Recently the award from the 2020 The Problemist came in and one of my problems took the top spot. It was an exhilarating feeling to see my artwork honored in such a way. The judge said it was a perfect example of the Zagoruiko theme which is 3 different mate changes for 2 defenses. Below is the problem.
The problem shows anti-critical play with the wS mating on c3 after different self-blocks. There is also Black correction. There are also changes after the initial try 1.Qc3? 1...e5 2.Qd3; 1...Re3 2.Qxe3. A mirrored bK in a light and pleasing setting. Interestingly, I'm still on the fence on whether I should have used the following version which swaps the try 1.Sb4? with the key 1.Rg3! The editor, a grandmaster of composition, said that he prefers Rg3! as the key because it is harder to spot. However, Sb4 has more play and better use of the wQ, so it's somewhat of a toss up. In any case this was one of those magical compositions that gave me a special feeling when it came together.
The Problemist Supplement started in 1992 as an extra magazine for beginners to chess composition. It probably shaped my views on composition more than any other magazine. Problems in the Supplement compete against problems in the regular magazine and are often featured in awards. It features articles that cater to beginners by experts. It's still probably my favorite magazine to read and I devour it whenever it arrives. I also try to regularly contribute articles and problems of all kinds.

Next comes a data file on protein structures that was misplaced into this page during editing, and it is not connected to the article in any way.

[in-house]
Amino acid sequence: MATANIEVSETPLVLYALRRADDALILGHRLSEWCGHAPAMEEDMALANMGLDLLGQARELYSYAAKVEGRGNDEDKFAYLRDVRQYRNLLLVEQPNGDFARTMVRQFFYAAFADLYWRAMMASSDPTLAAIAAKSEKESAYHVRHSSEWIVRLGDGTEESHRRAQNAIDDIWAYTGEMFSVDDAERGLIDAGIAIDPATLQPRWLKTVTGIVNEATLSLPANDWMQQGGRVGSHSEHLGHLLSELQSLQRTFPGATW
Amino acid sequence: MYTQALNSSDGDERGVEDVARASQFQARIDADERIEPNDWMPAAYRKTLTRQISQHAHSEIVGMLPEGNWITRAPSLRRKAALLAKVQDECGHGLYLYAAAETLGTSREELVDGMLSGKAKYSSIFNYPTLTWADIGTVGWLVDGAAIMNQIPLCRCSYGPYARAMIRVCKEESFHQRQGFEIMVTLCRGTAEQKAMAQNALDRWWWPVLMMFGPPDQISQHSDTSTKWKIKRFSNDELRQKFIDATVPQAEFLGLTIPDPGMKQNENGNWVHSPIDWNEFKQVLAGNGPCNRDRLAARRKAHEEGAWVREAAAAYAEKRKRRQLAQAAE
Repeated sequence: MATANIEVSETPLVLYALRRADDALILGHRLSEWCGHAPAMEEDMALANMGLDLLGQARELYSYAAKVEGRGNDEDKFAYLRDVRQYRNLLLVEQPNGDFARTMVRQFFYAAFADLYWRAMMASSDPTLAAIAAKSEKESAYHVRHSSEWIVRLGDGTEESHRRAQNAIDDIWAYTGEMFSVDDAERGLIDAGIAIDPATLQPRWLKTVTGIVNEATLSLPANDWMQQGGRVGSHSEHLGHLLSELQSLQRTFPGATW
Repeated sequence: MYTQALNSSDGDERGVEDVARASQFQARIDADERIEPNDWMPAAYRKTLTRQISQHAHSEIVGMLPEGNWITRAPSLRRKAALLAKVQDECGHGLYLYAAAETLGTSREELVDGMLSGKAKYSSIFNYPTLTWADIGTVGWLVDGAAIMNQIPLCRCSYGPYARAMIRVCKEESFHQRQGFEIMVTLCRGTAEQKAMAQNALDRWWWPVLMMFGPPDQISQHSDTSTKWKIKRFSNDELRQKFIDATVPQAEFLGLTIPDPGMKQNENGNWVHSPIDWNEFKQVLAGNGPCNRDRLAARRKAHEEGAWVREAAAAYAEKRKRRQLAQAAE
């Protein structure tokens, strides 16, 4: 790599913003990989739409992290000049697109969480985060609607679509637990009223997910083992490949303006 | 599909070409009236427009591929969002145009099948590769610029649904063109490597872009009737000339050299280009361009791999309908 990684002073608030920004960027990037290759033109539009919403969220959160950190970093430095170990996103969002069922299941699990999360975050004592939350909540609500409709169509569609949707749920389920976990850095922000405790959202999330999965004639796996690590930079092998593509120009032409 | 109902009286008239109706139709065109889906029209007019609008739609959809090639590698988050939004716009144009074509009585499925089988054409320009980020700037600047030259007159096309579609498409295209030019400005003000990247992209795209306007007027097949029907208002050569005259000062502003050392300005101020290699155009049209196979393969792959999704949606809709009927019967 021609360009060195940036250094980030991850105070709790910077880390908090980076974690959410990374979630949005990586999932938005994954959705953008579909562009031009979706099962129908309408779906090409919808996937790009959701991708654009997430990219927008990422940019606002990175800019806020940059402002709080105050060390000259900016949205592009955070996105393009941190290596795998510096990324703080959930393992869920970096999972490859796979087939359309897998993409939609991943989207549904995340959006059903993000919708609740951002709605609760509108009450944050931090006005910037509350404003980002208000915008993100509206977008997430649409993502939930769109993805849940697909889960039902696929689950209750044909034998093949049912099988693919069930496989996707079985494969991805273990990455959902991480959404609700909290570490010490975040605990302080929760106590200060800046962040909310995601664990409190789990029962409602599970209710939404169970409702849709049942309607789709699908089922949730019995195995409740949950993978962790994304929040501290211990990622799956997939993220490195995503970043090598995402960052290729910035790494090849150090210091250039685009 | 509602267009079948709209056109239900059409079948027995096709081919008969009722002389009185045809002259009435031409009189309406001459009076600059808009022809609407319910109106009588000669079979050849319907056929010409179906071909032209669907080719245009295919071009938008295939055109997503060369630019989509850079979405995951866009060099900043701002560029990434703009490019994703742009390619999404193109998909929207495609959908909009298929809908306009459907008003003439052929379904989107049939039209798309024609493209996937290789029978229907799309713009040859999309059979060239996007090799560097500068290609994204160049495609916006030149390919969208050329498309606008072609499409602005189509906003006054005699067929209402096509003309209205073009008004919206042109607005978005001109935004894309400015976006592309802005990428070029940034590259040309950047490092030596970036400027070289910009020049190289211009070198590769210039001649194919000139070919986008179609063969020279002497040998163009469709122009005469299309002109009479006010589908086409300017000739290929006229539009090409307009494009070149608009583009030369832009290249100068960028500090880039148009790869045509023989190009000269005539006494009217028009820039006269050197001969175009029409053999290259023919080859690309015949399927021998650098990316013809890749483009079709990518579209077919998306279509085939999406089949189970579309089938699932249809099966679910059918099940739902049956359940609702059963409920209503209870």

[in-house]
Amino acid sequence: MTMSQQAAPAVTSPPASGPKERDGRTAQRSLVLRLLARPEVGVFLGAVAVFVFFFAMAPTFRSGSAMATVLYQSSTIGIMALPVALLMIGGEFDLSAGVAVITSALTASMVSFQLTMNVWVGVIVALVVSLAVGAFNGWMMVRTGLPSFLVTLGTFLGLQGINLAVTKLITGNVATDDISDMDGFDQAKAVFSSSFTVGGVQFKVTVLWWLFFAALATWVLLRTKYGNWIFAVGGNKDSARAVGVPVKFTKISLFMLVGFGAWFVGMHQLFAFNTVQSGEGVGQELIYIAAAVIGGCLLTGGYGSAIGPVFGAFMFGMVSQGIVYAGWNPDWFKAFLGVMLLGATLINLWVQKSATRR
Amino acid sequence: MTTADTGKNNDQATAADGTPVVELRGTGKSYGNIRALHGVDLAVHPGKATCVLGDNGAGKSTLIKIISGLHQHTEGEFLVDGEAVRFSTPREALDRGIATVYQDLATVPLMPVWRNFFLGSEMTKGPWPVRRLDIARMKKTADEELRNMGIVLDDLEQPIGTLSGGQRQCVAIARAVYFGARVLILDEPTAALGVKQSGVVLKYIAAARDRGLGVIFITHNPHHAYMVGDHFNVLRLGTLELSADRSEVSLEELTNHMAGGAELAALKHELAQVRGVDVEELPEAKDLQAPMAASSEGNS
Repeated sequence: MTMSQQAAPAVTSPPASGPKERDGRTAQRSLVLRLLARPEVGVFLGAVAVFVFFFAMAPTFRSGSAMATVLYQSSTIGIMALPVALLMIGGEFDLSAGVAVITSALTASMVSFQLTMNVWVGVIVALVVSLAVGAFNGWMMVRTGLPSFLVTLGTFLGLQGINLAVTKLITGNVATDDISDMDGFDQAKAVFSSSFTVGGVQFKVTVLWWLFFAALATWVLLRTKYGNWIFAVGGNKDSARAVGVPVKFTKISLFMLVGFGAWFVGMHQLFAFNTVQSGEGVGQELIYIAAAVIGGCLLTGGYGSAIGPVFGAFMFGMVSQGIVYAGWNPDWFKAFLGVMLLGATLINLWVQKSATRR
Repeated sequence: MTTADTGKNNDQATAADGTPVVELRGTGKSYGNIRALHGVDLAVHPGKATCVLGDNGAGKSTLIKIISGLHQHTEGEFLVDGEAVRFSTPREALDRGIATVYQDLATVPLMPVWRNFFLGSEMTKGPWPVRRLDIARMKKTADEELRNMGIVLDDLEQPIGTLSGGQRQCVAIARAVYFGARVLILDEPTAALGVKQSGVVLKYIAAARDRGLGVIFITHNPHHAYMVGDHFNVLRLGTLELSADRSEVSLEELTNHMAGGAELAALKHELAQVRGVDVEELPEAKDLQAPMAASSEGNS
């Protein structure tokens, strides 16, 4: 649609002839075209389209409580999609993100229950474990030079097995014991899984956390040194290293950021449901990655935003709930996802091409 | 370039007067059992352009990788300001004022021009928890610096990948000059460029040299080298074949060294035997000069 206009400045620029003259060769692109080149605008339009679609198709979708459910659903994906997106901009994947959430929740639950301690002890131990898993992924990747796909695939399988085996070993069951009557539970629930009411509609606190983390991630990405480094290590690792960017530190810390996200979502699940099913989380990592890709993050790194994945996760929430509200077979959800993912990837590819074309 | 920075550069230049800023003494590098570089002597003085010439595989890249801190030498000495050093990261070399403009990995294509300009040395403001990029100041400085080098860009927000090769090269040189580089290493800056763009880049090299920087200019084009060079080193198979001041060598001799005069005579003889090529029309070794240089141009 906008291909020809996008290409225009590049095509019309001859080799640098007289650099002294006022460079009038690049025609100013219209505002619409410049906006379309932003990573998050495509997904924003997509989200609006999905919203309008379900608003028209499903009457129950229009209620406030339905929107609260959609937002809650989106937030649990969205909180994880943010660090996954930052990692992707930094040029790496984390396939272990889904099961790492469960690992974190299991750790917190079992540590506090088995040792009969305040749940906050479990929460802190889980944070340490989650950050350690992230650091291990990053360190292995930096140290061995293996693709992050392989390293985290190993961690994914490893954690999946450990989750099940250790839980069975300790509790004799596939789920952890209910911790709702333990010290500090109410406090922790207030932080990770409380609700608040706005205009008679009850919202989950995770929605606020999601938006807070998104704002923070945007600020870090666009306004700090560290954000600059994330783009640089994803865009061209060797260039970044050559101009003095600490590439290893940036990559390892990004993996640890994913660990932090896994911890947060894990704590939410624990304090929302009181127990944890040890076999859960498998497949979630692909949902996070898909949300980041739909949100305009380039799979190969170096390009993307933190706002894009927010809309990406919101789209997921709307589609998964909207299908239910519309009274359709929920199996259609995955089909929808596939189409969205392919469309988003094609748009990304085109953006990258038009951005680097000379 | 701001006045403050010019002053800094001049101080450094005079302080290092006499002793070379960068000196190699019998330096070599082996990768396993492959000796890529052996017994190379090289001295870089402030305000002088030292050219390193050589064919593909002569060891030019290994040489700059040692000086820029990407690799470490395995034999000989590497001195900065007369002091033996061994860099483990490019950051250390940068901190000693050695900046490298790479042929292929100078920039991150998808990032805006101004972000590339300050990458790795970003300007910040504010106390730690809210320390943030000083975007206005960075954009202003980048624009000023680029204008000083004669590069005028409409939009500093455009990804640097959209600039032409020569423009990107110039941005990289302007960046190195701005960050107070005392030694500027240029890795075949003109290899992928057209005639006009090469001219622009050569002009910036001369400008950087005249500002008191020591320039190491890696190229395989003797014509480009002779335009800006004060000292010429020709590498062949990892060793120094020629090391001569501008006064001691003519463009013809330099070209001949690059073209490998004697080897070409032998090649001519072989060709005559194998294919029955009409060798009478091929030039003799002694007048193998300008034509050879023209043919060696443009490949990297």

Here are some of my more underrated compositions that I feel were not given enough credit in there respective tournaments. They either were not featured at all or did not place high enough in the awards.
The Russian outlet SuperProblem is the future of chess composition. It features a bevy all things chess composition in an online format. In addition to yearly tourneys in all of the main genres (directmates, selfmates, helpmates, and fairies) it also runs regular theme tourneys. The competition is always stiff with entries from well-known composers from all over the world including a large contingent of Russian authors. One of the things I like about it is the fact that problems are "published" online within a couple days and the awards are usually prompt. Perhaps, the only thing missing are the solver comments. There is a real-time comment thread, but it is not so active. In 2020 I was fortunate to feature prominently in two of the 2020 awards (twomover and helpmate in 3). Here are the links to the awards: twomovers and helpmates.